Geoffrey Chaucer (1343-1400), "The Pardoner's Prologue," Canterbury Tales
VI.391-402 (tr. Nevill Coghill):
Then, priestlike in my pulpit, with a frown,
I stand, and when the yokels have sat down,
I preach, as you have heard me say before,
And tell a hundred lying mockeries more.
I take great pains, and stretching out my neck
To east and west I crane about and peck
Just like a pigeon sitting on a barn.
My hands and tongue together spin the yarn
And all my antics are a joy to see.
The curse of avarice and cupidity
Is all my sermon, for it frees the pelf.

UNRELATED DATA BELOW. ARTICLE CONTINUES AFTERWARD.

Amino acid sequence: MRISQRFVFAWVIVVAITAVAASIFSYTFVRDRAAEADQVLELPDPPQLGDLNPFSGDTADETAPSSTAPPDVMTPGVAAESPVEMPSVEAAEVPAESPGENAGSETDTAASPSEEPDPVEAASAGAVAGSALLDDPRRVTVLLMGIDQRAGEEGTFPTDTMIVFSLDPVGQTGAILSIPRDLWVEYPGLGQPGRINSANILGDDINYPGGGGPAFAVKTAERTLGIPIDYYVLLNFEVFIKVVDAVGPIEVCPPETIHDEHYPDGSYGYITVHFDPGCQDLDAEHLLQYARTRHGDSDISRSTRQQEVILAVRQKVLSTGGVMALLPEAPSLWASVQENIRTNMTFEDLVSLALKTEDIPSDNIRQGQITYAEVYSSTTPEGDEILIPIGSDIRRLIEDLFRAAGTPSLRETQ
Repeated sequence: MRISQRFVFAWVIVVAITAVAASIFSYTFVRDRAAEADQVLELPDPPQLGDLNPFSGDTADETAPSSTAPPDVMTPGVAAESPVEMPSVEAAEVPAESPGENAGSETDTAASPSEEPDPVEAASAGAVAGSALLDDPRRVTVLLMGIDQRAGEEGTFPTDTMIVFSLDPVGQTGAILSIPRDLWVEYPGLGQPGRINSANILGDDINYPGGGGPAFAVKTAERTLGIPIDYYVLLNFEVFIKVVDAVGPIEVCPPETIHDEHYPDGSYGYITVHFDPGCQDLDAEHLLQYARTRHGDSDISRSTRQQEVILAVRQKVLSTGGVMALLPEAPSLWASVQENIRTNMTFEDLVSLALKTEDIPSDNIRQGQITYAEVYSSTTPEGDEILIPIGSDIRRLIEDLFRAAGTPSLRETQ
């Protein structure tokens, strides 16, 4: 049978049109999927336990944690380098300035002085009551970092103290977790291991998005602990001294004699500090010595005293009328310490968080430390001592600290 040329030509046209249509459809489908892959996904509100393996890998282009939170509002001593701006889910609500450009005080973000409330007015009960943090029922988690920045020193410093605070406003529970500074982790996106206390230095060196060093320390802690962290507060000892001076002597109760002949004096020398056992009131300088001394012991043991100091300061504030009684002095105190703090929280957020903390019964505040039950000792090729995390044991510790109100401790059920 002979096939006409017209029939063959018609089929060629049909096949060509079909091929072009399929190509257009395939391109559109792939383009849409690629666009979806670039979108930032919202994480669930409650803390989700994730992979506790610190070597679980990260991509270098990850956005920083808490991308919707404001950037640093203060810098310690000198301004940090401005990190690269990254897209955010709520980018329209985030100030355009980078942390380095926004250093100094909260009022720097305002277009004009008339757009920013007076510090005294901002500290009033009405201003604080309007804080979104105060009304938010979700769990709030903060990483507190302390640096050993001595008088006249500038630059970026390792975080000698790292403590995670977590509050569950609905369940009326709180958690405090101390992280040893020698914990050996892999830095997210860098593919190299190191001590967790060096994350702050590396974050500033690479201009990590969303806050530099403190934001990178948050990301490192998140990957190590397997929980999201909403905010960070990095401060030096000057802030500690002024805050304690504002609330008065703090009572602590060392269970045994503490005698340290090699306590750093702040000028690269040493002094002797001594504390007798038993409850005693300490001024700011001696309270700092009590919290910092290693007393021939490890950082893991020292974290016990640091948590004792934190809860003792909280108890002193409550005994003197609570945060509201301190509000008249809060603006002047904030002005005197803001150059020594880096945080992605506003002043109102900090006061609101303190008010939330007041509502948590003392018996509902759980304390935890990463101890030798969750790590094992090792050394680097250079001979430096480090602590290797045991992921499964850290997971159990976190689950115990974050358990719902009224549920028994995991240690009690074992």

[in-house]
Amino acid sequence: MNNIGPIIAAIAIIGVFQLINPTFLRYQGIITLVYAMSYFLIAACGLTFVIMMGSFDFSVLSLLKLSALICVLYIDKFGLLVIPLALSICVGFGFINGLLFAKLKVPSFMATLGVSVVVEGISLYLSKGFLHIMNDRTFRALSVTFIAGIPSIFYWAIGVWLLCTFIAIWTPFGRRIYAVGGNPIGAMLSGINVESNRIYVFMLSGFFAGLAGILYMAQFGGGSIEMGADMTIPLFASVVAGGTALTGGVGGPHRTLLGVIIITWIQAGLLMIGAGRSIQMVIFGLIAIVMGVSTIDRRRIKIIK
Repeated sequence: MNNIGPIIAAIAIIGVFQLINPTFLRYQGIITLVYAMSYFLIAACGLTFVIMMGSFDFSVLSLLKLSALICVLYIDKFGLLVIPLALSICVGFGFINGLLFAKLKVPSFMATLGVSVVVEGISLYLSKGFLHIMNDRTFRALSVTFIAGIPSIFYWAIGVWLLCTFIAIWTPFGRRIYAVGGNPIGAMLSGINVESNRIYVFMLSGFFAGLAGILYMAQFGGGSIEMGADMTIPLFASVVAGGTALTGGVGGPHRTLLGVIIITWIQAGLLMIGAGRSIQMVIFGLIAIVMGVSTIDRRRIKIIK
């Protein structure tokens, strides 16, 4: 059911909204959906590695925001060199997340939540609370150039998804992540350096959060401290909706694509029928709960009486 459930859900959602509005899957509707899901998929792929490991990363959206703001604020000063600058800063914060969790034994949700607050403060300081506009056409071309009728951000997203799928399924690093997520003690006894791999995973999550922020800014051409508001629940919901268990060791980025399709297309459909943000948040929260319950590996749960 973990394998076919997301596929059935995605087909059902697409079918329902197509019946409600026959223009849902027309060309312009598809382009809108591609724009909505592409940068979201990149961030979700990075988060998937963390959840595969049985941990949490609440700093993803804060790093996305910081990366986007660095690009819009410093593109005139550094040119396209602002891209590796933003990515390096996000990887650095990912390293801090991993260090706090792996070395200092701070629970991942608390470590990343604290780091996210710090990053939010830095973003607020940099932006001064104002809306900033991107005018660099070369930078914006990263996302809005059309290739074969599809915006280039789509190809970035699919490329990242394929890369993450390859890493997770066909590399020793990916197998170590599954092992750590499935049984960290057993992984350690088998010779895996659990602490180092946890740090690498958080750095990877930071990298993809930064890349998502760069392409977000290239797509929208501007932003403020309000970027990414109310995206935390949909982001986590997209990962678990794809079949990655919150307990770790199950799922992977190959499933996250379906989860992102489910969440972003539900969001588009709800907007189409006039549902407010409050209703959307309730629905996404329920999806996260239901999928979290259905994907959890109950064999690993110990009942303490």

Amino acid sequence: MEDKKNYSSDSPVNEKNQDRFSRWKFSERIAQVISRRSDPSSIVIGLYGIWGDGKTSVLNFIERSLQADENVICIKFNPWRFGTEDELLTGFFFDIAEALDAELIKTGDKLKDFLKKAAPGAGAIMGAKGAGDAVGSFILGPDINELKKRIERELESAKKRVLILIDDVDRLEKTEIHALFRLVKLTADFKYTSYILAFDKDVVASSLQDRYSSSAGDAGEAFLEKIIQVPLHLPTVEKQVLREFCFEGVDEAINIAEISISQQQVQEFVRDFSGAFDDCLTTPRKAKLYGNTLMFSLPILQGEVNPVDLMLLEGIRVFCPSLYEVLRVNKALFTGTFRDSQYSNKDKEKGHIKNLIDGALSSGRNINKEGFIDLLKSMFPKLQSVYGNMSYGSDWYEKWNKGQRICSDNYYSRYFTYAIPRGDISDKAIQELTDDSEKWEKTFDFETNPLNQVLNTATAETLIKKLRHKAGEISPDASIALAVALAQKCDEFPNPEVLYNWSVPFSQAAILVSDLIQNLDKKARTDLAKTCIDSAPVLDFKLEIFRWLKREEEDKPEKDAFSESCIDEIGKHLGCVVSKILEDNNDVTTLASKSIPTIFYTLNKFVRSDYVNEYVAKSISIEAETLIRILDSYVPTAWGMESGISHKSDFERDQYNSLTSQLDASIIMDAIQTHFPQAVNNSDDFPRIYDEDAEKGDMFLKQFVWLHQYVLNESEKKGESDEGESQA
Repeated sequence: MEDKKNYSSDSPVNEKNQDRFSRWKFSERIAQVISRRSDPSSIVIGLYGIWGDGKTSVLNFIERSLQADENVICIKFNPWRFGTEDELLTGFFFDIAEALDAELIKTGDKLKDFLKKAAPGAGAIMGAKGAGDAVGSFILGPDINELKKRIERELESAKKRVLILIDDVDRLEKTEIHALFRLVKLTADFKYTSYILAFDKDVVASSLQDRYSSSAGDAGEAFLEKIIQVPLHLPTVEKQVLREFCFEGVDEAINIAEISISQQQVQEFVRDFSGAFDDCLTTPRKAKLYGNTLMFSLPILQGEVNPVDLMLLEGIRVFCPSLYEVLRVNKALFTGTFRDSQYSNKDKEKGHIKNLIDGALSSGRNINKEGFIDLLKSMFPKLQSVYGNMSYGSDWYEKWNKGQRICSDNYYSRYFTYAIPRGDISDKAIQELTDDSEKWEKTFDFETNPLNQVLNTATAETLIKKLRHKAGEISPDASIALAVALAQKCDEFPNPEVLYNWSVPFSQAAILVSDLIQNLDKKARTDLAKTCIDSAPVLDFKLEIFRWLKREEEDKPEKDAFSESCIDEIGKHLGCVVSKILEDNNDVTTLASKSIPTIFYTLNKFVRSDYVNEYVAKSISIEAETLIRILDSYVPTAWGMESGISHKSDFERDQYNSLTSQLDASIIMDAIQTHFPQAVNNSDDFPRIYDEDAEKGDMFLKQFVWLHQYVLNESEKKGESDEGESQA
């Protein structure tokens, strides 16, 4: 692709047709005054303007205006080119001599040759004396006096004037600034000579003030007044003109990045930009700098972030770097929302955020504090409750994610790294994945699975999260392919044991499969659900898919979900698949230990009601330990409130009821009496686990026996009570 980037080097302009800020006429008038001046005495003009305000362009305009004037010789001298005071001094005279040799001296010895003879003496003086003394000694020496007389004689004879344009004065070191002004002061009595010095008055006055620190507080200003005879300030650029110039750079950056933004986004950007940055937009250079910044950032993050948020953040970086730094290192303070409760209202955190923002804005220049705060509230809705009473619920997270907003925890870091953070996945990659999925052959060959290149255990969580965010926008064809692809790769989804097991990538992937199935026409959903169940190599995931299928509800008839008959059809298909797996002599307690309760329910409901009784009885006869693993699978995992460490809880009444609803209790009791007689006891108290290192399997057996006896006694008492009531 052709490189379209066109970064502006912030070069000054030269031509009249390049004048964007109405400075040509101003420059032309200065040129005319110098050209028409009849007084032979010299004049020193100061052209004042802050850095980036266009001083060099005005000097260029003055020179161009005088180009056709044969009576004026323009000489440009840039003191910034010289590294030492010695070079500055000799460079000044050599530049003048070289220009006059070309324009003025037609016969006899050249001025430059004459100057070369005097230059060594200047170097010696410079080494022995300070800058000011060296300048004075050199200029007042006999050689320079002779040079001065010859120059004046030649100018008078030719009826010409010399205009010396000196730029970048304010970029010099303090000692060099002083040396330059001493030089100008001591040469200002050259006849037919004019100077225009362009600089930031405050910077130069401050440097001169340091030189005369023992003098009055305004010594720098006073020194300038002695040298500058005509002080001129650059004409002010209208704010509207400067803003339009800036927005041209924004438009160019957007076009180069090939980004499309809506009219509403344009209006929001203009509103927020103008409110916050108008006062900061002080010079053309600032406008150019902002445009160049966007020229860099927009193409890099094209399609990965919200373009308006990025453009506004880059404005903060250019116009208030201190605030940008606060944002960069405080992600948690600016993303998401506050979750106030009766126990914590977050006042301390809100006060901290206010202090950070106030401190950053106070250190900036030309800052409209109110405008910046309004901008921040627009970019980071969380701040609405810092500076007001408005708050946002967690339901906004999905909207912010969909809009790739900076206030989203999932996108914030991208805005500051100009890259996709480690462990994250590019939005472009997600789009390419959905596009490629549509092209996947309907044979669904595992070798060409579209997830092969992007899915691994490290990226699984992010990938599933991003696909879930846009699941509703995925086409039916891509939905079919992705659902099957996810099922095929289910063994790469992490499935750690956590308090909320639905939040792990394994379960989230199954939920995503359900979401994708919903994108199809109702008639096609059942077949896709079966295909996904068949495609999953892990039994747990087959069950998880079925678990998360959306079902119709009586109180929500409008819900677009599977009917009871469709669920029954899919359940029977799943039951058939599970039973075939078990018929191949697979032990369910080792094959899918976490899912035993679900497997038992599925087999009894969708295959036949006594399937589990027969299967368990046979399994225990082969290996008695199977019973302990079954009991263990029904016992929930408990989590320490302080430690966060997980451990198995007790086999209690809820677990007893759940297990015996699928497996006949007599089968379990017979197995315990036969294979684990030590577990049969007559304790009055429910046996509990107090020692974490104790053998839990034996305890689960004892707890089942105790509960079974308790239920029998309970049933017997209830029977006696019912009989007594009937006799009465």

Out come the pence, and specially for myself...
I stonde lyk a clerk in my pulpet,
And whan the lewed peple is doun yset,
I preche so, as ye han herd bifoore,
And telle an hundred false japes moore.
Thanne peyne I me to strecche forth the nekke, 395
And est and west upon the peple I bekke,
As dooth a dowve sittynge on a berne.
Myne handes and my tonge goon so yerne
That it is joye to se my bisynesse.
Of avarice and of swich cursednesse 400
Is al my prechyng, for to make hem free
To yeven hir pens, and namely, unto me...